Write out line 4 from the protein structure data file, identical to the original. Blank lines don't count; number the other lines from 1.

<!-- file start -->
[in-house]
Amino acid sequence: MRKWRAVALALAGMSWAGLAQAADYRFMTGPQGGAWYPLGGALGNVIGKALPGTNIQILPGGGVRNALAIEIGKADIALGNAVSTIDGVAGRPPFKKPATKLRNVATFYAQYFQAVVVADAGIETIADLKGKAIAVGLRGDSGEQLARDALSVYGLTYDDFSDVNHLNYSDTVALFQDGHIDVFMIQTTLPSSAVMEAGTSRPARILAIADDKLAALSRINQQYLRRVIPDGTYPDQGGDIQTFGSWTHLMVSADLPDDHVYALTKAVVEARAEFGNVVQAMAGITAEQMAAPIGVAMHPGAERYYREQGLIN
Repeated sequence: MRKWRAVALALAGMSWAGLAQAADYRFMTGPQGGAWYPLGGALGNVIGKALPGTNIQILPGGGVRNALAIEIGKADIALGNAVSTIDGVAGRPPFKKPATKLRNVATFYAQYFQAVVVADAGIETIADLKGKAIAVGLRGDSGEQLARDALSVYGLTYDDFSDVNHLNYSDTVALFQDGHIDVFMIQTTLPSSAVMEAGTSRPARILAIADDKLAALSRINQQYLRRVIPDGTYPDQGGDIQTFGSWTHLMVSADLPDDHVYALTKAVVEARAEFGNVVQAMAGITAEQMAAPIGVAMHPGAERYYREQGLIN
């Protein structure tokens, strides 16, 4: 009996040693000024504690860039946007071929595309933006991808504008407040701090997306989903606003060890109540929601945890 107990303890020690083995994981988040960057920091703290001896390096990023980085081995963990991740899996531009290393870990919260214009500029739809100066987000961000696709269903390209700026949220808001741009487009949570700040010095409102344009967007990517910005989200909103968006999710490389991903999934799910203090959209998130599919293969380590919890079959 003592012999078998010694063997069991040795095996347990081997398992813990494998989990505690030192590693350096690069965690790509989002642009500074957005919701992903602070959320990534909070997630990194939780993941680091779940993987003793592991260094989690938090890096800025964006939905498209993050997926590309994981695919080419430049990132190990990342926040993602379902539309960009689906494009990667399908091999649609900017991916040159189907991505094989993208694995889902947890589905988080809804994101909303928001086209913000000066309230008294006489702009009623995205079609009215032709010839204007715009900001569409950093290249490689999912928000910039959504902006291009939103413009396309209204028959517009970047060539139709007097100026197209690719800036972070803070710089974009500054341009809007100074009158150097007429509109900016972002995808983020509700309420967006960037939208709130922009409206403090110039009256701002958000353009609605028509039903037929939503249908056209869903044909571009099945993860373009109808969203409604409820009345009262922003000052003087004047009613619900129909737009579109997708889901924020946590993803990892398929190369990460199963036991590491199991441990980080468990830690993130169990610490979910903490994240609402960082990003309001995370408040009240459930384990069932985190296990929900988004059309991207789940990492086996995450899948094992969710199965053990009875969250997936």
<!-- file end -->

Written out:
């Protein structure tokens, strides 16, 4: 009996040693000024504690860039946007071929595309933006991808504008407040701090997306989903606003060890109540929601945890 107990303890020690083995994981988040960057920091703290001896390096990023980085081995963990991740899996531009290393870990919260214009500029739809100066987000961000696709269903390209700026949220808001741009487009949570700040010095409102344009967007990517910005989200909103968006999710490389991903999934799910203090959209998130599919293969380590919890079959 003592012999078998010694063997069991040795095996347990081997398992813990494998989990505690030192590693350096690069965690790509989002642009500074957005919701992903602070959320990534909070997630990194939780993941680091779940993987003793592991260094989690938090890096800025964006939905498209993050997926590309994981695919080419430049990132190990990342926040993602379902539309960009689906494009990667399908091999649609900017991916040159189907991505094989993208694995889902947890589905988080809804994101909303928001086209913000000066309230008294006489702009009623995205079609009215032709010839204007715009900001569409950093290249490689999912928000910039959504902006291009939103413009396309209204028959517009970047060539139709007097100026197209690719800036972070803070710089974009500054341009809007100074009158150097007429509109900016972002995808983020509700309420967006960037939208709130922009409206403090110039009256701002958000353009609605028509039903037929939503249908056209869903044909571009099945993860373009109808969203409604409820009345009262922003000052003087004047009613619900129909737009579109997708889901924020946590993803990892398929190369990460199963036991590491199991441990980080468990830690993130169990610490979910903490994240609402960082990003309001995370408040009240459930384990069932985190296990929900988004059309991207789940990492086996995450899948094992969710199965053990009875969250997936």